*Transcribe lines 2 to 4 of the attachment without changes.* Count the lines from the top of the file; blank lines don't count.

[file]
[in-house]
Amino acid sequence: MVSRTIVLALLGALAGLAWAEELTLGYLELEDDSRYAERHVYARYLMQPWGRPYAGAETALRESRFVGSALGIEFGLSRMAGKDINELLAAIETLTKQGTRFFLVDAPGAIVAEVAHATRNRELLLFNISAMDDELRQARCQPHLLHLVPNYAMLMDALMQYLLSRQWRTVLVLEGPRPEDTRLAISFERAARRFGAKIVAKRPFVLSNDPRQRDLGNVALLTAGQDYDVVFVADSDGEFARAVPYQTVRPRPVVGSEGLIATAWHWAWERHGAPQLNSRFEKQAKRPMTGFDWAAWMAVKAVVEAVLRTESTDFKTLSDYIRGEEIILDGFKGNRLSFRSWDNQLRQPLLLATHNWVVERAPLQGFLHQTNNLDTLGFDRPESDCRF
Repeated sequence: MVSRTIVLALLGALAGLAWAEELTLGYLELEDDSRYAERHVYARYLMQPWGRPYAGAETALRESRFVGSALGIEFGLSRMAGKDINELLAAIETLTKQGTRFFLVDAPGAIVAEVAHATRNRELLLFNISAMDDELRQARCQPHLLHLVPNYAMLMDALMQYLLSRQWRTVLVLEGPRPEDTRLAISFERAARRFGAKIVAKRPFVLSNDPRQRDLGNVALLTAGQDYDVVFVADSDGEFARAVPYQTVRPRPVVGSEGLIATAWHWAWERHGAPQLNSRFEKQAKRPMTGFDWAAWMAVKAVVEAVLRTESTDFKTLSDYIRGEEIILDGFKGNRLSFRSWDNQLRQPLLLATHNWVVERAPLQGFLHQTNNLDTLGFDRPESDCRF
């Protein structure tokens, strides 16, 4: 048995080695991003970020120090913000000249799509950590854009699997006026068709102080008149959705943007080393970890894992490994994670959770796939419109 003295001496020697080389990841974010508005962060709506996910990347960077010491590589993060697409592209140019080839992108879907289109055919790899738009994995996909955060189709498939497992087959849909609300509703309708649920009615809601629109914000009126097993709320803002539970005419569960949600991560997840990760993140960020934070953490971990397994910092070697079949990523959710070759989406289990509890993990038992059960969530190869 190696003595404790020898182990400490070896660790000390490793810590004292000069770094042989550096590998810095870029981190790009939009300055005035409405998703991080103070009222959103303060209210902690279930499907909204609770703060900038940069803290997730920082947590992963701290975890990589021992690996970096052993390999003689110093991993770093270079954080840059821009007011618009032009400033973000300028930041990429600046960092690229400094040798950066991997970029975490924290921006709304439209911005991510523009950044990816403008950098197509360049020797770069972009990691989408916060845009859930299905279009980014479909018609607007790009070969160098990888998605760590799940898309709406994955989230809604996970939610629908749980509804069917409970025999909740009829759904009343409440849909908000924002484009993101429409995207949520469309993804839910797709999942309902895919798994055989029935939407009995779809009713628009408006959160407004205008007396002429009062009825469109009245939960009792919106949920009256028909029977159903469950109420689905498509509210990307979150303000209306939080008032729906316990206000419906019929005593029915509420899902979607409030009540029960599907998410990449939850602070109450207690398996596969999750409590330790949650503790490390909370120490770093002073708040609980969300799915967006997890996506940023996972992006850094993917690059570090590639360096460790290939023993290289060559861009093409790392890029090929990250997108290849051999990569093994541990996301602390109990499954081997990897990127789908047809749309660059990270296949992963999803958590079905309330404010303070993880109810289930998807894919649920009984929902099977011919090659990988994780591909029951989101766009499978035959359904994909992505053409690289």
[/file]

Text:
Amino acid sequence: MVSRTIVLALLGALAGLAWAEELTLGYLELEDDSRYAERHVYARYLMQPWGRPYAGAETALRESRFVGSALGIEFGLSRMAGKDINELLAAIETLTKQGTRFFLVDAPGAIVAEVAHATRNRELLLFNISAMDDELRQARCQPHLLHLVPNYAMLMDALMQYLLSRQWRTVLVLEGPRPEDTRLAISFERAARRFGAKIVAKRPFVLSNDPRQRDLGNVALLTAGQDYDVVFVADSDGEFARAVPYQTVRPRPVVGSEGLIATAWHWAWERHGAPQLNSRFEKQAKRPMTGFDWAAWMAVKAVVEAVLRTESTDFKTLSDYIRGEEIILDGFKGNRLSFRSWDNQLRQPLLLATHNWVVERAPLQGFLHQTNNLDTLGFDRPESDCRF
Repeated sequence: MVSRTIVLALLGALAGLAWAEELTLGYLELEDDSRYAERHVYARYLMQPWGRPYAGAETALRESRFVGSALGIEFGLSRMAGKDINELLAAIETLTKQGTRFFLVDAPGAIVAEVAHATRNRELLLFNISAMDDELRQARCQPHLLHLVPNYAMLMDALMQYLLSRQWRTVLVLEGPRPEDTRLAISFERAARRFGAKIVAKRPFVLSNDPRQRDLGNVALLTAGQDYDVVFVADSDGEFARAVPYQTVRPRPVVGSEGLIATAWHWAWERHGAPQLNSRFEKQAKRPMTGFDWAAWMAVKAVVEAVLRTESTDFKTLSDYIRGEEIILDGFKGNRLSFRSWDNQLRQPLLLATHNWVVERAPLQGFLHQTNNLDTLGFDRPESDCRF
């Protein structure tokens, strides 16, 4: 048995080695991003970020120090913000000249799509950590854009699997006026068709102080008149959705943007080393970890894992490994994670959770796939419109 003295001496020697080389990841974010508005962060709506996910990347960077010491590589993060697409592209140019080839992108879907289109055919790899738009994995996909955060189709498939497992087959849909609300509703309708649920009615809601629109914000009126097993709320803002539970005419569960949600991560997840990760993140960020934070953490971990397994910092070697079949990523959710070759989406289990509890993990038992059960969530190869 190696003595404790020898182990400490070896660790000390490793810590004292000069770094042989550096590998810095870029981190790009939009300055005035409405998703991080103070009222959103303060209210902690279930499907909204609770703060900038940069803290997730920082947590992963701290975890990589021992690996970096052993390999003689110093991993770093270079954080840059821009007011618009032009400033973000300028930041990429600046960092690229400094040798950066991997970029975490924290921006709304439209911005991510523009950044990816403008950098197509360049020797770069972009990691989408916060845009859930299905279009980014479909018609607007790009070969160098990888998605760590799940898309709406994955989230809604996970939610629908749980509804069917409970025999909740009829759904009343409440849909908000924002484009993101429409995207949520469309993804839910797709999942309902895919798994055989029935939407009995779809009713628009408006959160407004205008007396002429009062009825469109009245939960009792919106949920009256028909029977159903469950109420689905498509509210990307979150303000209306939080008032729906316990206000419906019929005593029915509420899902979607409030009540029960599907998410990449939850602070109450207690398996596969999750409590330790949650503790490390909370120490770093002073708040609980969300799915967006997890996506940023996972992006850094993917690059570090590639360096460790290939023993290289060559861009093409790392890029090929990250997108290849051999990569093994541990996301602390109990499954081997990897990127789908047809749309660059990270296949992963999803958590079905309330404010303070993880109810289930998807894919649920009984929902099977011919090659990988994780591909029951989101766009499978035959359904994909992505053409690289």